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I'd like to know if it's possible to quantify somebody's "fun meter". Maybe by measuring the amount of endorphin produced. Because every person is unique, I don't expect that amount to make another person feel exactly as much satisfaction, but I'm ready to be proven wrong.

Are there any existing methods to objectively measure pleasure?

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    $\begingroup$ You can get pretty far just by asking people how much fun they're having. $\endgroup$ – Jake Westfall Nov 13 '13 at 1:05
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    $\begingroup$ metro.co.uk/2013/01/25/… $\endgroup$ – Greg McNulty Nov 14 '13 at 0:02
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    $\begingroup$ @user1306322 emlab.berkeley.edu/wp/mcfadden0105/ScienceofPleasure.pdf $\endgroup$ – Greg McNulty Nov 14 '13 at 0:03
  • $\begingroup$ Well you can measure the presence of dopamine, but it is not the entireity of what pleasure is. You could also look into the brain how much the pleasure zone is activated. $\endgroup$ – WaterBearer Nov 14 '13 at 22:49
  • $\begingroup$ Pupil dilation? Self-report? Pleasure is a vague term, so you'd need to define it more carefully. $\endgroup$ – gabiwab Apr 8 '17 at 22:35
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This is a very general answer to your question. And let me say upfront that I don't know about any measurement instruments for pleasure. However, I would like to emphasize that pleasure, just as about any psychological phenomenon, has to be considered a latent construct. What this means is that it cannot be measured directly, but only indirectly and imperfectly through a bunch of indicators. It is actually important to have more than one indicator in order to estimate how reliable the measurement is. Since you asked wether it is possible to measure pleasure or not, my answer is yes.

The question then becomes what the indicators are, that allow one to measure the amount of pleasure someone is experienceing. They should be derived from a theory about what pleasure is. In the reference that @GregMcNulty gives in the comments, for instance, the amount of pleasure is measured predominantly by activity in the prefrontal cortex. But it is also stated that "From a biological perspective, pleasure is not a unitary experience in the brain. It’s not just one region that is activated when we find pleasure in something or someone." That's speaking to the notion of having more than one indicator.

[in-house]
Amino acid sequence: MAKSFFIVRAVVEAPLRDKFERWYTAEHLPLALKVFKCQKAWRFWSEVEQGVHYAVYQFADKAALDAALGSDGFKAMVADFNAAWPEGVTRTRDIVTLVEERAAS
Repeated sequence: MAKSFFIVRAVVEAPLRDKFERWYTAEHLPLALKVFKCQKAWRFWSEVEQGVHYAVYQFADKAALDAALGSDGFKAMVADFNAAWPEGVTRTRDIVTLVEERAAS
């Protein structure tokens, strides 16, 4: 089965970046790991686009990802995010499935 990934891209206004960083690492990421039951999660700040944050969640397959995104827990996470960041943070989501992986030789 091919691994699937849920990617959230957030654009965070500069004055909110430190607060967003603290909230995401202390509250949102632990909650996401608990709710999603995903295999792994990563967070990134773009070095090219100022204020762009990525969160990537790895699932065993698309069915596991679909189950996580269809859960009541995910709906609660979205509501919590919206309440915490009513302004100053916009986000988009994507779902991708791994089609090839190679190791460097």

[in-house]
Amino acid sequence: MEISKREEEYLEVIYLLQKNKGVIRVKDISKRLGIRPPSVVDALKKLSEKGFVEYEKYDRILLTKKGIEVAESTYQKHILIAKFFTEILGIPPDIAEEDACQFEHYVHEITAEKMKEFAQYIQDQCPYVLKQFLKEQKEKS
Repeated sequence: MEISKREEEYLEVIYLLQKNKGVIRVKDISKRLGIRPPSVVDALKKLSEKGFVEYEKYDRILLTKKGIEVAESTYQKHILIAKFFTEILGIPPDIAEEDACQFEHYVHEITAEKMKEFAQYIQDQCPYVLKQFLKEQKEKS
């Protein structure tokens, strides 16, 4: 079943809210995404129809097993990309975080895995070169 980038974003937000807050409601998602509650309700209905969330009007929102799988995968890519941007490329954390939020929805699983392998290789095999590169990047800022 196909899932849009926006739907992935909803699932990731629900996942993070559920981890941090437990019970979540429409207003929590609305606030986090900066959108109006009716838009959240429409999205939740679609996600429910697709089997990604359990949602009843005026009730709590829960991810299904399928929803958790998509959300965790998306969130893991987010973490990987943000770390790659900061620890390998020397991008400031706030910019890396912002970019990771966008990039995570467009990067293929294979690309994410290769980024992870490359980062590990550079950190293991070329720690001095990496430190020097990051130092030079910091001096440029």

Whatever way you do it, though, you will have to come up with a good theory on what pleasure is and then find indicators. And with a construct as complex as pleasure, it is important to keep in mind that you will always have measurement error.

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  • $\begingroup$ this is still a good answer and am upvoting. however, i believe you are thoroughly wrong. although it is possible to have an objective measure of a latent construct, a priori, it is not possible to objectively measure said construct. $\endgroup$ – faustus Apr 11 '17 at 16:02
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You could also choose a wider path by measuring a person emotion, and deduce a level of pleasure from these results. There are three useful components in order to record an emotion :

  • The behavioral component is mostly turned towards face analysis. The user may not be aware of his face change, but he may control it... So it's not the perfect objective tool. There are computer-based softwares to analyse such emotions from a face analysis.
  • The cognitive component consists basically to ask how the person feel through robust questionnaires. There are several questionnaires involving emotional terms or not. However, this is a very subjective source.
  • The physiological component may be a quite relevant resource for you as it is objective: the person is not able to control his physiological response. There are numerous different physiological responses of emotional change, but I would rather choose the galvanic skin reponse (GSR). However, this will objectivly bring forward an emotional response, without being able to qualify it.

Therefore, it is important to use a combinaison of these resources in order to get an objective way of assessing pleasure.

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There are different kinds of "well being". However, regarding pleasure, I'd rather suggest measuring the level of dopamine released, instead of endorphins. Watch this: dopamine release comparison. Anyways, there are other neurotransmitters that produce euphoria, such as endorphins and endocannabinoids. Music, food and sex induce dopamine release, but aerobic exercise "runner's high" is related to endorphins, as well as endocannabinoids. Additionally, alcohol and other CNS depressants and anaesthetics such as "laughing gas" (nitrous oxide) do produce euphoria too, so the phenomenon of pleasure is certainly difficult to define in a biological way.

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